* 5 Steps to Overcoming Yoga Intimidation *
Step #1: Work the kinks out and build your confidence up with DVDs or streaming classes
What I liked best about the video was that it taught me the basics of yoga. I learned just enough about the yogic philosophy, uniting the breath with the movement, and how yoga is an exercise of total mind/body fitness. Physically, I quickly saw my muscles toning up and mentally and emotionally, there was a big shift in the way I handle stressful situations in my life, which I later came to learn as practicing “yoga off the mat.”
Thirteen years and many yoga DVDs later, I was ready to join the local yoga studio. My home practice wasn’t cutting it anymore and I needed to step up my practice. The studio was advertising a really great promotion that was something like unlimited yoga classes for the month at only $30. I signed up but never got the chance to take a class because I was diagnosed right around that time, which really stunk because when I was all cleared by my doctors to return to exercise, my month was up and I had to pay full price in order to take classes. Weird, right? I thought they would honor the fact that I hadn’t taken any classes that month of the promotion and they would honor the initial deal, but they didn’t.
Oh well, I’d already learned that there are worse things, so I didn’t sweat it. Fortunately, the studio has new owners long since then and I’m certain they would honor such a request.
Step #2: Check out the schedule of your local yoga studio for Beginner or Restorative classes
What I call my “formal yoga routine” of practicing in a yoga studio began. I became an immediate fan of the 8:00 Saturday morning beginner class with Christy, 7:30 Monday night restorative class with Judy, and 4:30 Wednesday afternoon class with Brian. My love affair was well on its way.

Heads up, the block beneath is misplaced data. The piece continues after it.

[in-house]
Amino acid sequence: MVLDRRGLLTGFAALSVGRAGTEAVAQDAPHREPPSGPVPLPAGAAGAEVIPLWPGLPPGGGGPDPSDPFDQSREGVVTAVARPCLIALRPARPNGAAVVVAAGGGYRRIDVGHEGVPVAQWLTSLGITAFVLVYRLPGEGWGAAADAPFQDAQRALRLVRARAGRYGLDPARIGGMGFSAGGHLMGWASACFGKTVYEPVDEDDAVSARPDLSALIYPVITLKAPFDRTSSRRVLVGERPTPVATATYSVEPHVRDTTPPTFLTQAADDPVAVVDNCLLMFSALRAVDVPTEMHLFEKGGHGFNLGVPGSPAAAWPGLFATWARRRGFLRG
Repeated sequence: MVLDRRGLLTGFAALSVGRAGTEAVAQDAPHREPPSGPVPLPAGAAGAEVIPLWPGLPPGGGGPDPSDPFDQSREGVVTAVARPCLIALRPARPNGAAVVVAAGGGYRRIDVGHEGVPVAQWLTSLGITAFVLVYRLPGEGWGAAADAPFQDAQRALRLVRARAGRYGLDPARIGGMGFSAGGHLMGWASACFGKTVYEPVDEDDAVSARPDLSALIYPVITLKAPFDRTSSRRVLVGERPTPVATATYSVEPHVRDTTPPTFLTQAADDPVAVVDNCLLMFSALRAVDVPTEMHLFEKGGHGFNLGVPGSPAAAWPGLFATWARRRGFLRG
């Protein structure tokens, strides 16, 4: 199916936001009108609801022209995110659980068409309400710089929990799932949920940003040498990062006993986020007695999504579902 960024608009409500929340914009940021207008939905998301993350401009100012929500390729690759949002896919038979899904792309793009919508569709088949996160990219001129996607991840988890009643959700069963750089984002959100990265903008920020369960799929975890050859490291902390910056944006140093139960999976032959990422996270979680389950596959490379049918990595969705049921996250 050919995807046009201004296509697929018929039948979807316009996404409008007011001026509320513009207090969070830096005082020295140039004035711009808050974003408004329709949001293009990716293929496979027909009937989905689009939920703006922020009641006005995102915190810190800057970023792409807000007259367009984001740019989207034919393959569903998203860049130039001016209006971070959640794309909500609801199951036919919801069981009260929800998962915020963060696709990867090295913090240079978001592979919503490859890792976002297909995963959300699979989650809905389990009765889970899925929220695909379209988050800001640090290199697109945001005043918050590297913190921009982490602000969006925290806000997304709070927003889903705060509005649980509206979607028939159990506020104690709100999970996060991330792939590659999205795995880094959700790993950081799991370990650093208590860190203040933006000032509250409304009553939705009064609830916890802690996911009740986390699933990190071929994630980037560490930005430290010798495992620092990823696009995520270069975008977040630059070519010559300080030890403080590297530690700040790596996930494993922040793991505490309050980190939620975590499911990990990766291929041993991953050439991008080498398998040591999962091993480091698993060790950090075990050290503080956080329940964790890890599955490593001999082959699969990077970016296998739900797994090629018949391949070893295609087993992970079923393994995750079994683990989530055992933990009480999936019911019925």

In these classes I deepened my understanding of yoga, I worked to open up my hips that were tight and constricted with scar tissue from radiation, I worked hard to bring back by ab muscles that atrophied after being in bed for five months and having a surgery as the last phrase to being cancer-free, and best of all, I met lifelong friends.
I learned about chakras, mantras, mudras, and chants. I attended kirtans, sounds healings, and meditations learned Sanskrit and pranayama. All of it, every last little piece of it has enriched my life immensely. (As a side note, I love that I’m writing this on the 12th anniversary of being cancer-free, December 17, 2019! It is so apropos.)
Step #3: Introduce yourself and be honest any nervous energy or apprehension
I had attended a few classes at the studio and figured things out well enough, but it wasn’t until I attended a class taught by Christy Linson where I really came to know the practice and make it mine. Christy did just what I told you to do in step #3. She immediately came right up to me, something no one else had done before, and introduced herself to me. I explained my situation and how I was just cleared for exercise and how I was relatively new to yoga and was only practicing at home. She assured me she would walk me through the class step by step and that was very comforting. Twelve years later, I watch her do the very same thing in each class she teaches. She recognizes each new face and puts them right at ease.
Step #4: Disclose any injuries
Christy was a blonde mirror image of my radiation oncologist. It was uncanny. They share the same disposition. Christy was, and still is, patient, a great listener, soft-spoken, and an amazing teacher. I felt very comfortable to tell her about my history and that I’d been in bed for the last five months and my hips were very tight from scar tissue. She would come over to adjust me and I would giggle through struggling breath to tell her my body wouldn’t move that way…. yet, and she would just hold me in place until my body opened up little bits at a time.
Step #5: Ask Questions
My yoga practice grew and evolved with each question I asked. Sometimes I’d ask while I was being adjusted on my mat during class, other times I’d ask before or after class. A professional yoga instructor will have the time to dedicate to you to answer any questions you have. They won’t make you feel like you’re a bother. And hey, if they do… roll up your mat and walk out. No harm done. There are lots of yoga studios out there and most offer the first class free as a courtesy to see if you’re a good fit for each other.
I want to take some time here to share some resources with you to help you along your journey. Here are some great books, magazines, and podcasts that will help you with your comfort level. If you have any you would like to add, please do so on the Shift for Wellness Facebook Group page.